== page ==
Tag Archive: immigrant rights

What’s Your Trump Era Top 5?

I’ve been thinking about that scene in Forrest Gump when he runs back and forth across the country for 3 years, 2 months, 14 days, and 16 hours. He gains a following. People find purpose in what he’s doing. He’s peppered with questions…
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Occupy the Essex County Freeholders

promoted by Rosi

For everyone who missed yesterday’s festivities at Occupy Newark and the Occupy the Freeholders event below is a short overview. You can also read the hashtag #OccupyICE on Twitter you will get some more of the blow by blow.  

It was pouring rain yesterday so I don’t begrudge anyone who did not show up to the rally, but kudos to those who did.  We were a small group but we were joined by a couple members from Occupy Newark who did not lack in enthusiasm and lead chants of “jobs not jails” and “no prisons for profit” as we marched first to Wells Fargo next to the Federal Building and then to the POP rally before heading into the Hall of Records.  

The real drama, however, was at the Essex County Freeholders meeting. About 20 people testified in opposition to the ICE contract.  As a result, we tied up the meeting for at least an hour.  

Stop Understanding, Start Feeling

As I sat down to write this blog post, about our upcoming protest on December 7th in Newark over the for-profit immigration detention contract, I was tempted to lead with statistics about the percentage of foreign born residents in Essex County.  Then I remembered a quote from a book on racial justice by Rev. Bryan Massingale. “We act justly not because we are intellectually convinced, but because we are passionately moved. Compassion moves the will to justice.”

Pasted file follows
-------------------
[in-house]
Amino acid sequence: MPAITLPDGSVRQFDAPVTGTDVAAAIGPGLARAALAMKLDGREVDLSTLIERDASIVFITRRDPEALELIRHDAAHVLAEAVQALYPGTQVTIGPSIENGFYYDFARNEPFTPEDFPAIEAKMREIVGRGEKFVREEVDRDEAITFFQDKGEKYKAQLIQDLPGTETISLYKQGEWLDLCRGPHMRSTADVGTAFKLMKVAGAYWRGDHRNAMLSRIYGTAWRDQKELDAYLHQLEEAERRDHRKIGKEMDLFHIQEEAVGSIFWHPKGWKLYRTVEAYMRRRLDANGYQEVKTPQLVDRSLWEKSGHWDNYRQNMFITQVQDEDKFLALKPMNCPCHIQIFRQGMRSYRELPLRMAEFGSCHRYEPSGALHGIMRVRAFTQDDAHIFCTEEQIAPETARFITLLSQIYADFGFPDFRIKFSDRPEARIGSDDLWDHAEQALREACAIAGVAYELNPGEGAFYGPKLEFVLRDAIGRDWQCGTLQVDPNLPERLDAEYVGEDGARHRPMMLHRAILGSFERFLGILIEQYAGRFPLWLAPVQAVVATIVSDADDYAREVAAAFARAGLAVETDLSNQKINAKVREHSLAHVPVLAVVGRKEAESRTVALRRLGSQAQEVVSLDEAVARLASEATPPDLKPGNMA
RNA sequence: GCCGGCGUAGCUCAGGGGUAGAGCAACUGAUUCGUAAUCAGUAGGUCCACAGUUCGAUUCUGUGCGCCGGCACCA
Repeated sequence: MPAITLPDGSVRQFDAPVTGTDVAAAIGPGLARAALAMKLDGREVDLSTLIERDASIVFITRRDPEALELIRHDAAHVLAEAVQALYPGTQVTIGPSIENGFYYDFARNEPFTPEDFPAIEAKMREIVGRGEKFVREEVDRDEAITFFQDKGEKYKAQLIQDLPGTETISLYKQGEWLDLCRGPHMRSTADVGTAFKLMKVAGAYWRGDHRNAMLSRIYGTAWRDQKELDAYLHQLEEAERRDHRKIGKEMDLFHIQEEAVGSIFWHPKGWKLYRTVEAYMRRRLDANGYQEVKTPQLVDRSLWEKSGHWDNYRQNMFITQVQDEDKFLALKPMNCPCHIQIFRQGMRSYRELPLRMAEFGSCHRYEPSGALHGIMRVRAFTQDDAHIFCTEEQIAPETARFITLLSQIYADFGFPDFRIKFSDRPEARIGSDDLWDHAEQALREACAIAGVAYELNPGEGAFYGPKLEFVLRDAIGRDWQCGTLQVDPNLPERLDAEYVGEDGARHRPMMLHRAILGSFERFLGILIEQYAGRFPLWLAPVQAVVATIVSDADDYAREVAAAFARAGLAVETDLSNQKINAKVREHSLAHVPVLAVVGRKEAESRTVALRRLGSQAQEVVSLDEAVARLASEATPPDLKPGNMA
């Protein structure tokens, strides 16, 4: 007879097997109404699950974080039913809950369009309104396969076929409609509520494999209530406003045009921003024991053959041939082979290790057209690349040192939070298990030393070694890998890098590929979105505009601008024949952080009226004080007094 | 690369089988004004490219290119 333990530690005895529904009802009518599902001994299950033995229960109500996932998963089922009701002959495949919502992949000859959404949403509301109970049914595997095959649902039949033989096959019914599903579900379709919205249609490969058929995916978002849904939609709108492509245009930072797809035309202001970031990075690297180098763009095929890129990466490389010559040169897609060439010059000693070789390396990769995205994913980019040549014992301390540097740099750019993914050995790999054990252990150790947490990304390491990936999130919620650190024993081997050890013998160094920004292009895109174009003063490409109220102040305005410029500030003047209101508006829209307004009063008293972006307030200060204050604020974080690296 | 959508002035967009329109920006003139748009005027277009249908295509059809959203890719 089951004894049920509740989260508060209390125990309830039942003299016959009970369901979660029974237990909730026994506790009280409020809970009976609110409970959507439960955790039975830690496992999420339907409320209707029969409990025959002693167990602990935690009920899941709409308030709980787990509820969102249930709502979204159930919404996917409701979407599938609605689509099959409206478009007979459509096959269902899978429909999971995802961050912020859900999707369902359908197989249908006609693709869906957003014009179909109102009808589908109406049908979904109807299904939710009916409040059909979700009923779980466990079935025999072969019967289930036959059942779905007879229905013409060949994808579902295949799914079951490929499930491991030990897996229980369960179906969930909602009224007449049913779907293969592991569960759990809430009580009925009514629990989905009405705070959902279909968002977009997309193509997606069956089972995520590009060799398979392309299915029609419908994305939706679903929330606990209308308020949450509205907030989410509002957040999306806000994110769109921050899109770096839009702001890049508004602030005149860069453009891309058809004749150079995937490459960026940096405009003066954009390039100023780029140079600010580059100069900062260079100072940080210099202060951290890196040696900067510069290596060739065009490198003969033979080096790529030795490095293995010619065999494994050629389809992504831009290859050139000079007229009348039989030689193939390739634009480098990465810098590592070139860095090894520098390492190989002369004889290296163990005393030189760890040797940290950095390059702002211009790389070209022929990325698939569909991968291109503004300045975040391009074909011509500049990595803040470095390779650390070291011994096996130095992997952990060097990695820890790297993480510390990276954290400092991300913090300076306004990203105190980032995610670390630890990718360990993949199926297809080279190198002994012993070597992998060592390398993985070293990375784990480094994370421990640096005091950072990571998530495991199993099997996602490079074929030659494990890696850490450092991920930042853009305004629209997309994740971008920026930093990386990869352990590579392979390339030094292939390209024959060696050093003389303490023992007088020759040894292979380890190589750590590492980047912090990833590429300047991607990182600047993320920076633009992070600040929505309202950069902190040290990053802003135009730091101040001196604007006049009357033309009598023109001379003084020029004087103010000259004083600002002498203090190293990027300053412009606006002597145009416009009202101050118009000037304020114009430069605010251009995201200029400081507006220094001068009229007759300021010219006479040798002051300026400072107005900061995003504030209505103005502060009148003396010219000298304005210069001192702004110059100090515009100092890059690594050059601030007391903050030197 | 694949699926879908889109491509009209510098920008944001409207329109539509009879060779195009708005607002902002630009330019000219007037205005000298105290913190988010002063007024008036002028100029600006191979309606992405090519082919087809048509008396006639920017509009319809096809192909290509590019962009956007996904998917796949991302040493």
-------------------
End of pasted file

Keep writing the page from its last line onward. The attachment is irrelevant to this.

As a movement and as individual activists, there is a tendency toward providing facts, data and statistics that support just immigration policy.  There is the belief that if only we could effectively combat the tremendous body of misinformation we would prevail.  The problem is that one of the primary tactics of the campaign against immigration reform is an attempt to dehumanize an entire group of people.  

However, it becomes obvious, that what is fueling the anti-immigrant movement is anything but rational.  The statistics are simply a justification for a deep seated fear of people who are in some way different.  It is a deep seated fear that these new people will upset the social order.

I am often asked why I am an advocate for immigration reform.  After all, being an advocate for social change of any kind does not win a person any popularity contests, particularly not in New Jersey’s suburbs.  

Work Hard, Go to School, End Up in Jail

Good post from over the weekend. – promoted by Rosi

Work hard, go to school, get ahead.  Isn’t that the American Dream we were all brought up to believe in?

That is not the case for two brothers from Passaic County. Michell D. Valle and Yasser S. Valle were born in Peru and immigrated to the United States in 1989, at the young age of 6 and 5 years old. Both graduated high school and attended college in their pursuit of the American dream.  That dream became a nightmare for Michell, the father of two US citizen children, when he was detained October 25, 2010 after years of going through all the proper legal channels to adjust his immigration status. His brother Yasser followed his brother when he was detained on August 5, 2011.

The Valle brothers should qualify for relief from both detention and deportation based on new guidelines that were issued to all ICE field offices by DHS back in June.  

Wells Fargo – Dump the Prison Stock! Invest in Humanity

“We’re responsible for being leaders to promote the long-term economic prosperity and quality of life for everyone in our communities. If they prosper, so do we.”

That’s what Wells Fargo says about its “goal for social responsibility” but their investments say otherwise.  

Wells Fargo has a major presence in New Jersey’s urban centers and neighborhoods.  It’s marketing strategy includes a significant outreach to minorities and immigrants.  However, it is one of the largest investors in private prisons.  Their investments include GEO Group which owns Delaney Hall(it subsequently leases the building to the politically connected company CEC) and Corrections Corp of America (CCA) which owns and operates the Elizabeth Detention Center.